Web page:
Media Companies Skip Saudi Arabia's "Davos in the Desert" (Again)

Prince Mohammed bin Salman - Getty - H 2018
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Jared Kushner and Steven Mnuchin are attending, but major media firms are still a no-go at the Saudi conference following the murder of Washington Post contributor Jamal Khashoggi.

Last year, major American media companies dropped out of Saudi Arabia's Future of Investment Initiative conference — dubbed "Davos in the Desert" — to protest the murder of Washington Post contributor Jamal Khashoggi.

White House senior advisor Jared Kushner and Treasury Secretary Steven Mnuchin are expected to attend this year's conference, to be held Oct. 29-31 at the Ritz-Carlton in Riyadh. But once again, Fox Business Network, CNN, CNBC, Bloomberg Media, The New York Times and The Financial Times have all decided against serving as media partners for this year's conference, The Hollywood Reporter has learned. (The companies all pulled sponsorships last year.)

"Fox Business Network is not attending/participating in FII this year," a network spokesperson told THR.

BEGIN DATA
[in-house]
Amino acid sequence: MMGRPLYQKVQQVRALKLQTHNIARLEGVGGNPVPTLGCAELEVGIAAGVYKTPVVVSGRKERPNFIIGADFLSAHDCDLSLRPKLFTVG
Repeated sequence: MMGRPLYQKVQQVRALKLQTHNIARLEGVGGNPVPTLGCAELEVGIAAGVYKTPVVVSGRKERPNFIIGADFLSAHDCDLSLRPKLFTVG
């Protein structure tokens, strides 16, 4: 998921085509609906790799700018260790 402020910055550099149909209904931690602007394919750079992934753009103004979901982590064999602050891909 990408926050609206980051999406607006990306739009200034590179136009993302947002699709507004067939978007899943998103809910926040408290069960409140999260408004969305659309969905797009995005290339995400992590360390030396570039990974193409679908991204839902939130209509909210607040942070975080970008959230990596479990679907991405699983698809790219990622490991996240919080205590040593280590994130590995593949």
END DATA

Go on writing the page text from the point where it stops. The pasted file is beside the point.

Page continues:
"The Times will not sponsor the conference or send anyone as a speaker," a spokesperson said. "No decisions have been made on how or if we will cover the event from a reporting standpoint, as we did last year." (CNBC could also cover this year's conference journalistically.)

"We are not a sponsor, nor are we sending speakers," a Financial Times spokesperson said.

Bloomberg Media will be reporting on the conference, according to a person close to the company.

Just a week away, the conference still has not yet announced this year's "strategic partners" and "knowledge partners," but a knowledgeable source said that media partnerships will be scarce. (An email sent to the conference's press contact has not yet been returned.)

Citing an attendees list, The Washington Post on Sept. 30 reported that "senior executives from blue-chip firms including Goldman Sachs, JPMorgan Chase, Citigroup and BlackRock will be returning to the kingdom for the conference" this year, "including more than 40 executives representing U.S. companies."